What Shashi Tharoor is to the internet generation, Jaipal Reddy was to the pre-liberalisation generation: a walking Thesaurus, an eloquent speaker with felicity for English expressions that leaves any audience awe-struck.
The septuagenarian Congress leader, who passed away in Hyderabad on Sunday (July 28), was known for his rich repartee, provocative one-liners and playful turn of phrases that prompted his critics to call him “phrase monger”.
As the voice of the United Front during the turbulent period of coalition politics in the 1990s and later as the AICC spokesperson, the veteran Parliamentarian’s quips were the toast of the national media. A “good news copy” was assured whenever Jaipal Reddy held the briefing on behalf of the party that he represented.
He was sharp, erudite, media-savvy and never failed to impress the gatherings with his loaded one-liners.
When he returned to the Congress fold in 1999 after a gap of 21 years, he was asked about his experience in the Janata Dal which had suffered a series of splits because of the personal ambitions and bloated egos of its leaders.
Pat came his reply: “I stood like the Casablanca boy on the burning deck until the deck itself collapsed.”
After being a bitter critic of the Congress for several years, he returned to the grand old party because, at heart, he remained a Congressman—a firm believer in Nehruvian ideology and a true secularist.
“I left the Congress in protest against the temporary aberration of the Emergency. I have re-joined the Congress because I regard theocratic fascism (represented by the Sangh Parivar) as a very much long-term aberration. And, there is a remote chance of revival of the third front in the foreseeable future,” he had said at that time.
At the height of the friction between the ruling United Front and the Congress, which was extending support to the government from outside, it was Jaipal Reddy’s deft handling which used to save the day for the government. He could be all-revealing and evasive at the same time.
“I am just the spokesperson (of the UF). Don’t force me to become outspoken person,” he had once told this correspondent during a conversation on internal troubles in the coalition.
A five-time MP and a two-term Rajya Sabha member, he was the first leader from southern states to get the Outstanding Parliamentarian award in 1998.
He started his political career with Congress in the 1960s and headed the Youth Congress unit of the combined Andhra Pradesh. He became Andhra PCC general secretary in 1969 and held the office for three years but left the party in protest against imposition of emergency and had serious differences with Indira Gandhi and Rajiv Gandhi.
On re-joining the Congress, a party he lambasted over the years, he had famously said, “I have staked my reputation at the altar of ideology”.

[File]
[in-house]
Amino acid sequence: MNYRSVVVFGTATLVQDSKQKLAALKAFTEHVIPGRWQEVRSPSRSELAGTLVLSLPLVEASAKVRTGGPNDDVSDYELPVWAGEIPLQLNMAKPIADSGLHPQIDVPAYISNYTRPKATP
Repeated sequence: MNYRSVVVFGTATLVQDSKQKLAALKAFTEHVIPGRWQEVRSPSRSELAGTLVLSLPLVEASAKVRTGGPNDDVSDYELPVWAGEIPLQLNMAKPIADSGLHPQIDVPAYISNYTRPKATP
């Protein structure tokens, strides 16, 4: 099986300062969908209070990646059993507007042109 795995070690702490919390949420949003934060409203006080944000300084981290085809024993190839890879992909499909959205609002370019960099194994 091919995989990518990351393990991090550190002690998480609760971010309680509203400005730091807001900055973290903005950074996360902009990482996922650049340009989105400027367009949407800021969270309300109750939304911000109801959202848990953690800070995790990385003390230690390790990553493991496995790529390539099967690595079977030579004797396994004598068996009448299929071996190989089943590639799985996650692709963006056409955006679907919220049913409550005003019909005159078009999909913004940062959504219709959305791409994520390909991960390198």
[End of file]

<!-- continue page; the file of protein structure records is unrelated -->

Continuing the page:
With exceptional oratorical skills and a deep understanding of the socio-economic and political dynamics of the country, Jaipal Reddy was largely seen as a thinking person’s politician.
However, it was this aura of elitism that alienated him from his roots. He was a national leader with no following in the state.
“Jaipal’s high-level English became the millstone around his neck. He had distanced himself from the ground-level cadre because of his elite and detached approach towards the state politics,” said a Congress leader from Telangana who had worked closely with him.
The erudition and the ability to juggle with English language came naturally to this son of a farmer who could not speak a word of English. Moreover, he never went to a convent school.
Undeterred by his physical handicap, having been afflicted with polio at the age of two, Jaipal Reddy learnt the life lessons in a hard way and was a self-made man.
Despite being one of the seniormost leaders from Telangana, Jaipal Reddy remained inactive and kept himself away from the media glare during the height of the movement for separate Telangana state.
During the decade long agitation, spearheaded by the Telangana Rashtra Samithi (TRS) and supported by the Congress leaders of the region, he remained neutral and chose not to make any comment on the statehood movement.
When confronted by the vernacular media, he used to come up with high-sounding statements in English which Telugu correspondents found it difficult to decipher.
“Such a detached approach to state politics robbed him of his local roots. He became the only national leader from the state without any following or his loyal faction either in the state as a whole or at a constituency level,” said a Congress leader.
In private conversations, he used to strongly detest what he called “hyper-local” politics and came across as a philosopher-politician interested in reflecting on matters of ideology, politics and governance.
Jaipal Reddy was said to have rejected the Congress’ offer of taking over from K Rosaiah as Chief Minister of the combined Andhra Pradesh in 2010 because of a lack of “grassroots support” either in Telangana or Andhra regions.